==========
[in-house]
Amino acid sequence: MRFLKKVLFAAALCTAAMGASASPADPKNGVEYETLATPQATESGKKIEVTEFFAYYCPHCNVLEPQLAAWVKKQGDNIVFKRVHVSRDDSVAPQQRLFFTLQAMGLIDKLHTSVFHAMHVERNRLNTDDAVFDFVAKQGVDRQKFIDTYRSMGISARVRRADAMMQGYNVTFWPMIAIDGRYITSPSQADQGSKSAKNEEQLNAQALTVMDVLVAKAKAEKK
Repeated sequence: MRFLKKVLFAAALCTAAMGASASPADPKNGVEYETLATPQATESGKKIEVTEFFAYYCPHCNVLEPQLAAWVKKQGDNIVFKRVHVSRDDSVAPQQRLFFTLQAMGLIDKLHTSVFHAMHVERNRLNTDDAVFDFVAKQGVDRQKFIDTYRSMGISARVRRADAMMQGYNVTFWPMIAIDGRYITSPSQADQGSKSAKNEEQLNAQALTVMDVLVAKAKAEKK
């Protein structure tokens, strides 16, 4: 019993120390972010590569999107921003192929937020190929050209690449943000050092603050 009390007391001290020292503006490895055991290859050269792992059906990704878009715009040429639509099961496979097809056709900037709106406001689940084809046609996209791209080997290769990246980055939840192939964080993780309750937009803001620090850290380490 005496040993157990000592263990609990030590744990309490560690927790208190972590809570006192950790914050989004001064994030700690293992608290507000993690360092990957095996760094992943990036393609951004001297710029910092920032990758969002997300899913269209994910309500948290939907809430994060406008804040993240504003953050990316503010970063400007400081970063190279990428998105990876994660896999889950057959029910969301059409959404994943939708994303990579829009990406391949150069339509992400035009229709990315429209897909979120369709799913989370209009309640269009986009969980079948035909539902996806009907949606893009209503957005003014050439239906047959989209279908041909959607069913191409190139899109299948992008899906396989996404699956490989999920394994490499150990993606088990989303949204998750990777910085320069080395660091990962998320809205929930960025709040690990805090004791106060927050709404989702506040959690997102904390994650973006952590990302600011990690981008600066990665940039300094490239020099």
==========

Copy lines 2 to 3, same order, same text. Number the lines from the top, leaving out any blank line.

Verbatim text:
Amino acid sequence: MRFLKKVLFAAALCTAAMGASASPADPKNGVEYETLATPQATESGKKIEVTEFFAYYCPHCNVLEPQLAAWVKKQGDNIVFKRVHVSRDDSVAPQQRLFFTLQAMGLIDKLHTSVFHAMHVERNRLNTDDAVFDFVAKQGVDRQKFIDTYRSMGISARVRRADAMMQGYNVTFWPMIAIDGRYITSPSQADQGSKSAKNEEQLNAQALTVMDVLVAKAKAEKK
Repeated sequence: MRFLKKVLFAAALCTAAMGASASPADPKNGVEYETLATPQATESGKKIEVTEFFAYYCPHCNVLEPQLAAWVKKQGDNIVFKRVHVSRDDSVAPQQRLFFTLQAMGLIDKLHTSVFHAMHVERNRLNTDDAVFDFVAKQGVDRQKFIDTYRSMGISARVRRADAMMQGYNVTFWPMIAIDGRYITSPSQADQGSKSAKNEEQLNAQALTVMDVLVAKAKAEKK